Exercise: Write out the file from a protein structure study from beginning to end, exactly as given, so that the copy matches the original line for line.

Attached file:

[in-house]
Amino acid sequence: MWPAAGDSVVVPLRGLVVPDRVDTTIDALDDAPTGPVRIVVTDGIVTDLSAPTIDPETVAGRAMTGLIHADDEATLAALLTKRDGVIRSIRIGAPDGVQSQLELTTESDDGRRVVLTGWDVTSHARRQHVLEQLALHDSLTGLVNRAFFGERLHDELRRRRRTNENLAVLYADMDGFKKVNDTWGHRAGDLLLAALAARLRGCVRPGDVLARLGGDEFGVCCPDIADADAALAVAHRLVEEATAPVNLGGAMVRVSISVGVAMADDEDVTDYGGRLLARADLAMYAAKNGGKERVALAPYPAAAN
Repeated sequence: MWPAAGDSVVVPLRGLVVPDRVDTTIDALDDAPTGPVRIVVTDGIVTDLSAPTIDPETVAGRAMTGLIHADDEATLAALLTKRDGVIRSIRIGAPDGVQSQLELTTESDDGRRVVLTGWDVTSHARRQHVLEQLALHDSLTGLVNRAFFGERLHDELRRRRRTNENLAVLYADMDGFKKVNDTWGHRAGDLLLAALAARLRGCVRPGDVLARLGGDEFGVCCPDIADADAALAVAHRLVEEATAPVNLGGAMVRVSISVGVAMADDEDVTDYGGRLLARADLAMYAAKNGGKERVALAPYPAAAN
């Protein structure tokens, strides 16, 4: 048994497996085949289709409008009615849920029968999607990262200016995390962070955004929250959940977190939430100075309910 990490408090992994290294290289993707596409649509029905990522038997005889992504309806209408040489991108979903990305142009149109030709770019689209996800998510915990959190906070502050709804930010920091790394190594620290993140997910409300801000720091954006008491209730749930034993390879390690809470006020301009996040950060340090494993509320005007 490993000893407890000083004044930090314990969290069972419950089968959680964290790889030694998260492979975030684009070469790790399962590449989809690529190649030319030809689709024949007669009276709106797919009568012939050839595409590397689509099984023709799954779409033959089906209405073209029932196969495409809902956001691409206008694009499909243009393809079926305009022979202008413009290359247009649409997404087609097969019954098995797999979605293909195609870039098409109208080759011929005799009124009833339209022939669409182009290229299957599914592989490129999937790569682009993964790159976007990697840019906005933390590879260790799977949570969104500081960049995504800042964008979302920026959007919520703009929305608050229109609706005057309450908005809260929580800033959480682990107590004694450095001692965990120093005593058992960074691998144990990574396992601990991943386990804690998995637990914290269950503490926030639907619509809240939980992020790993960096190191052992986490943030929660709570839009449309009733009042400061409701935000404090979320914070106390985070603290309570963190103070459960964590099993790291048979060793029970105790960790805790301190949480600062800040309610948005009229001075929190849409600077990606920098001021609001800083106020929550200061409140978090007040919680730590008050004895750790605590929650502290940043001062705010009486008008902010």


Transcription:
[in-house]
Amino acid sequence: MWPAAGDSVVVPLRGLVVPDRVDTTIDALDDAPTGPVRIVVTDGIVTDLSAPTIDPETVAGRAMTGLIHADDEATLAALLTKRDGVIRSIRIGAPDGVQSQLELTTESDDGRRVVLTGWDVTSHARRQHVLEQLALHDSLTGLVNRAFFGERLHDELRRRRRTNENLAVLYADMDGFKKVNDTWGHRAGDLLLAALAARLRGCVRPGDVLARLGGDEFGVCCPDIADADAALAVAHRLVEEATAPVNLGGAMVRVSISVGVAMADDEDVTDYGGRLLARADLAMYAAKNGGKERVALAPYPAAAN
Repeated sequence: MWPAAGDSVVVPLRGLVVPDRVDTTIDALDDAPTGPVRIVVTDGIVTDLSAPTIDPETVAGRAMTGLIHADDEATLAALLTKRDGVIRSIRIGAPDGVQSQLELTTESDDGRRVVLTGWDVTSHARRQHVLEQLALHDSLTGLVNRAFFGERLHDELRRRRRTNENLAVLYADMDGFKKVNDTWGHRAGDLLLAALAARLRGCVRPGDVLARLGGDEFGVCCPDIADADAALAVAHRLVEEATAPVNLGGAMVRVSISVGVAMADDEDVTDYGGRLLARADLAMYAAKNGGKERVALAPYPAAAN
């Protein structure tokens, strides 16, 4: 048994497996085949289709409008009615849920029968999607990262200016995390962070955004929250959940977190939430100075309910 990490408090992994290294290289993707596409649509029905990522038997005889992504309806209408040489991108979903990305142009149109030709770019689209996800998510915990959190906070502050709804930010920091790394190594620290993140997910409300801000720091954006008491209730749930034993390879390690809470006020301009996040950060340090494993509320005007 490993000893407890000083004044930090314990969290069972419950089968959680964290790889030694998260492979975030684009070469790790399962590449989809690529190649030319030809689709024949007669009276709106797919009568012939050839595409590397689509099984023709799954779409033959089906209405073209029932196969495409809902956001691409206008694009499909243009393809079926305009022979202008413009290359247009649409997404087609097969019954098995797999979605293909195609870039098409109208080759011929005799009124009833339209022939669409182009290229299957599914592989490129999937790569682009993964790159976007990697840019906005933390590879260790799977949570969104500081960049995504800042964008979302920026959007919520703009929305608050229109609706005057309450908005809260929580800033959480682990107590004694450095001692965990120093005593058992960074691998144990990574396992601990991943386990804690998995637990914290269950503490926030639907619509809240939980992020790993960096190191052992986490943030929660709570839009449309009733009042400061409701935000404090979320914070106390985070603290309570963190103070459960964590099993790291048979060793029970105790960790805790301190949480600062800040309610948005009229001075929190849409600077990606920098001021609001800083106020929550200061409140978090007040919680730590008050004895750790605590929650502290940043001062705010009486008008902010």